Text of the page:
Pop culture obsessives writing for the pop culture obsessed.
Pop culture obsessives writing for the pop culture obsessed.

Family Guy: “Farmer Guy”

Illustration for article titled iFamily Guy/i: “Farmer Guy”
TV ReviewsAll of our TV reviews in one convenient place.

A few times during each season, an episode of Family Guy reminds me that at its best the show functions simply as a joke delivery device, with some plot connective tissue and familiar players to carry out the bits. And an episode like “Farmer Guy,” with its plethora of cutaways and extended jokes illustrates that intention.  “Farmer Guy” doesn’t ape Breaking Bad in any significant structural sense, but it does continue the show’s gentle slights against prestige dramas. And since Breaking Bad has its final season this summer, now is really the only time this episode works as well as it could.

Quahag has an increasing crime problem, which culminates in the Griffins’ house being robbed. It shows Lois that her hometown has changed for the worse, possibly forever, and she opines that she wanted to raise a family in a wholesome place. So Peter takes that and sells their house, buys a farm, and moves the family at the drop of a hat. That’s all basically to set up a less regionally-focuses retelling of third season episode “To Love And Die In Dixie,” which moved the Griffins to the Deep South in witness protection.


The move is one of the standard, “the Griffins do…this!” constructions that plague many animated shows, but at least it leans on my favorite kind of Family Guy humor when the Griffins explain to Brian that they’re taking him to “a nice big farm upstate.” Brian’s subsequent reaction with a gun undercuts the moment, but that minute or so when the family describes how nice the place will be, instilling more fear in their dog, worked perfectly.

Once they’re actually on the farm, Peter’s lack of work ethic becomes a real problem, and immediately they’re in danger of losing their land. Brian attempts to find a solution that suits him by going to study agriculture, but a tornado forces the rest of the family into the basement shelter, where they apparently never looked before, and find all the equipment necessary to start a meth lab. In desperate need of money, they turn their sanctuary from crime-ridden Quahog into a much worse environment.


Some of the farm and meth jokes land, like Peter’s quick devolution into hallucinating madman, but others, like the drawn out farming-as-incest bit involving Peter, Chris, and Meg, don’t (the knowing tag on that scene doesn’t help). I worry that watching shows like Family Guy quickly devolve into this kind of binary. What is there to say about a show when it all comes down to a thumb up or down on each successive joke? That’s really all Family Guy aims to be: a familiar delivery system for easily consumed jokes. And this episode shows that version of the show can still work, when it isn’t consumed by reaching for controversial material that trades on shock value.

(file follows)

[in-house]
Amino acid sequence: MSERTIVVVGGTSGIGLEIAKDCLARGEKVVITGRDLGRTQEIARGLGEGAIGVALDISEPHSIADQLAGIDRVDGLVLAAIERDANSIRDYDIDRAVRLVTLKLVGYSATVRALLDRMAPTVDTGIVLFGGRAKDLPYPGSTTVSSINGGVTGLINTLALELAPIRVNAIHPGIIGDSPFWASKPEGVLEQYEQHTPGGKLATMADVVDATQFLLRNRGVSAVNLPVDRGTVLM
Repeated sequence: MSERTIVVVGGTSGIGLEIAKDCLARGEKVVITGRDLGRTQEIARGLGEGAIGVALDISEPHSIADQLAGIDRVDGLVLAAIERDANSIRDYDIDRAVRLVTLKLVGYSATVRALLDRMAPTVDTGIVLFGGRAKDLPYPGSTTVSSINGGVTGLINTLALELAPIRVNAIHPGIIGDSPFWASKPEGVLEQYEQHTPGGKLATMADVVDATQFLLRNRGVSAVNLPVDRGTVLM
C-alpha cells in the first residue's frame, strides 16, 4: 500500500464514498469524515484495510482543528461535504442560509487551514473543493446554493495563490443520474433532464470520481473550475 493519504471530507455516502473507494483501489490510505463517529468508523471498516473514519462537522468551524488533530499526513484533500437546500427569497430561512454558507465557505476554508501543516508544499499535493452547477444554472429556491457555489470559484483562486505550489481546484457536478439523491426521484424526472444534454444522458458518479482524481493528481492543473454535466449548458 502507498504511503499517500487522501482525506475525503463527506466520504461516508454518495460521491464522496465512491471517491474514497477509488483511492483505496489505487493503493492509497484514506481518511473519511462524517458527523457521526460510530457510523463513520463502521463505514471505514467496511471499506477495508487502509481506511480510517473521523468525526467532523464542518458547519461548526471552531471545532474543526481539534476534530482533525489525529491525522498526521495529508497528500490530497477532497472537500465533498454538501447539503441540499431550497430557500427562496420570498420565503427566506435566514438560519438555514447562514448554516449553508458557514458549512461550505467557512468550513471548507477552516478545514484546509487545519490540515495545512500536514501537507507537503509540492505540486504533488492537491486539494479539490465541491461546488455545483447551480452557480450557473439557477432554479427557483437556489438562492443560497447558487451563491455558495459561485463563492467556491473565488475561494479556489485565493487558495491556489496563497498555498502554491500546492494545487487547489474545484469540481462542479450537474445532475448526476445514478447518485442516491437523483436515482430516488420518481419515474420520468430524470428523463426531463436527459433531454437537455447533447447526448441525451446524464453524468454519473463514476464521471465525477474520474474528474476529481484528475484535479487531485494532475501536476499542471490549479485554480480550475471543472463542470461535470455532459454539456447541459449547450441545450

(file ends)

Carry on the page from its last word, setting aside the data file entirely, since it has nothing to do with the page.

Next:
“Farmer Guy” shows that perhaps the most lasting legacy of Breaking Bad is turning meth production into cultural capital, and that the death of small-time farming gets nothing more than a shrug. But the episode takes Peter’s decision to move the family—taking Lois’ offhand observation about raising a family in wholesome location and then making a bunch of rash changes in order to uproot their lives—and then critiques how they leave Quahog behind. In an attempt to survive financially in a more pastoral, docile place to live, they actually contribute to the crime problems plaguing their town. Though it doesn’t actually show any of the problems going on—except seeing Trisha Takanawa saying everything is fine and not to worry about the meth—the episode blames the Griffins for contributing to the cycle that increased crime in Quahog in the first place.


Instead of actually dealing with that implication, Family Guy cuts to the chase and blows up the house. To be fair, it’s not emphasized enough just how volatile all those chemicals can be, and as an ending to one of the standard episode types for this show—Peter initiates family upheaval—it swiftly shows Lois’ reversal to be correct. It’s a quick way to end the episode, and it makes Brian’s small subplot a bit of a dead end, but when there are so many cutaways, an already thin plot gets thinner.

Stray observations:

  • Unofficial cutaway counter: 14, an unusually high count for the season, but with more successes than normal.
  • Best cutaway: the “Specific Store,” Peter’s “Only The Proposal” DVD rental store, or Stewie’s experience at a Kid Rock concert all tie.
  • Worst cutaway: either the two guys discovering gold in California or Peter mistaking a red-haired man for Lois in a restaurant bathroom.
  • Similar to Brian-as-dog humor, Stewie not understanding when Lois spells out “illegal” and “drugs” worked nicely, though the show always just randomly chooses whenever it wants to treat either of those characters as a dog or baby.
  • “There were a lot of Rottweilers in that house.”

Share This Story

Get our newsletter